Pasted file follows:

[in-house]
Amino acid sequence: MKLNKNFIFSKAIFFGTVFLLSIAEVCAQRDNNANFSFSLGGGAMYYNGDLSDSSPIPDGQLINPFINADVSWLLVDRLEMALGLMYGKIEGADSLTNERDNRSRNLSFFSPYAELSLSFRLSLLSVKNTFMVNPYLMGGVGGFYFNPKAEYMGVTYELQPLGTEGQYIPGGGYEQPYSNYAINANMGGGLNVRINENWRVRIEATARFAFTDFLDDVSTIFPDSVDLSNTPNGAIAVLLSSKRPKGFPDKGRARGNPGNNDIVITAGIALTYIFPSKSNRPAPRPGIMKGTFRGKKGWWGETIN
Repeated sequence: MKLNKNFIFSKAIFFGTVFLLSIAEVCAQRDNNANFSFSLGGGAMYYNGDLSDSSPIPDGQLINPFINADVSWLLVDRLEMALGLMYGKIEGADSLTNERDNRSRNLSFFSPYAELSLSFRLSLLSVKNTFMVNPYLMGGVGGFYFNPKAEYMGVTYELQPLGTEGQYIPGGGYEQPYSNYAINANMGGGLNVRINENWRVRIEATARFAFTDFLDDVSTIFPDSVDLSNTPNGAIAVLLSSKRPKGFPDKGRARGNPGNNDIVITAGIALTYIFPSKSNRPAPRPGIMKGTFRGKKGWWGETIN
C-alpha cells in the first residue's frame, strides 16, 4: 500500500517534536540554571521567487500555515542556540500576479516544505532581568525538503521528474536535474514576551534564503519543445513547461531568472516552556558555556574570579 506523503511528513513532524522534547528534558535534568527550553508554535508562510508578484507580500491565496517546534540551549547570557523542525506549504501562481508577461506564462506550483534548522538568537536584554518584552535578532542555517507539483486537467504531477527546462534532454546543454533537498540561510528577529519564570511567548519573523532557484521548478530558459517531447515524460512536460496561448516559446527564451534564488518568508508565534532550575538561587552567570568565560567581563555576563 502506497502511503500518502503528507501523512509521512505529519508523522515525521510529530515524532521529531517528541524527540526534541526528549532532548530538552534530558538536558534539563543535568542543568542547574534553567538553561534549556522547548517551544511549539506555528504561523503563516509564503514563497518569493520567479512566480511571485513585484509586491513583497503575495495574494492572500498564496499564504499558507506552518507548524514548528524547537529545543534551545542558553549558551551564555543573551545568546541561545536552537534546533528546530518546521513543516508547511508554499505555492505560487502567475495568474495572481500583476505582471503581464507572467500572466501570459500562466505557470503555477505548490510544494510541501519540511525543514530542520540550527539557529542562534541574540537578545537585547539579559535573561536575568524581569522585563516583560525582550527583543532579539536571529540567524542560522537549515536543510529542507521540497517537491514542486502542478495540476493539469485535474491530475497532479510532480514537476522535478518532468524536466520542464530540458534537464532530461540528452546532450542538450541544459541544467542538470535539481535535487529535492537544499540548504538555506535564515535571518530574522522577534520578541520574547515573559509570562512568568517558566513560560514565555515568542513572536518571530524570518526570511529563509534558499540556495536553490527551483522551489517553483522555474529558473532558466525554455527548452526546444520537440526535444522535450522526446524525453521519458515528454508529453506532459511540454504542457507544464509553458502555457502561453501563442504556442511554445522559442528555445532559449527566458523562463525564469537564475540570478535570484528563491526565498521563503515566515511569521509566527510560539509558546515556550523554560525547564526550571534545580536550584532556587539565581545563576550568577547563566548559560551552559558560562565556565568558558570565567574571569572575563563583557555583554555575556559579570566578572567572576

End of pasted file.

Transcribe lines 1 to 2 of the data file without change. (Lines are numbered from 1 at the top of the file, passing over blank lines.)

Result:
[in-house]
Amino acid sequence: MKLNKNFIFSKAIFFGTVFLLSIAEVCAQRDNNANFSFSLGGGAMYYNGDLSDSSPIPDGQLINPFINADVSWLLVDRLEMALGLMYGKIEGADSLTNERDNRSRNLSFFSPYAELSLSFRLSLLSVKNTFMVNPYLMGGVGGFYFNPKAEYMGVTYELQPLGTEGQYIPGGGYEQPYSNYAINANMGGGLNVRINENWRVRIEATARFAFTDFLDDVSTIFPDSVDLSNTPNGAIAVLLSSKRPKGFPDKGRARGNPGNNDIVITAGIALTYIFPSKSNRPAPRPGIMKGTFRGKKGWWGETIN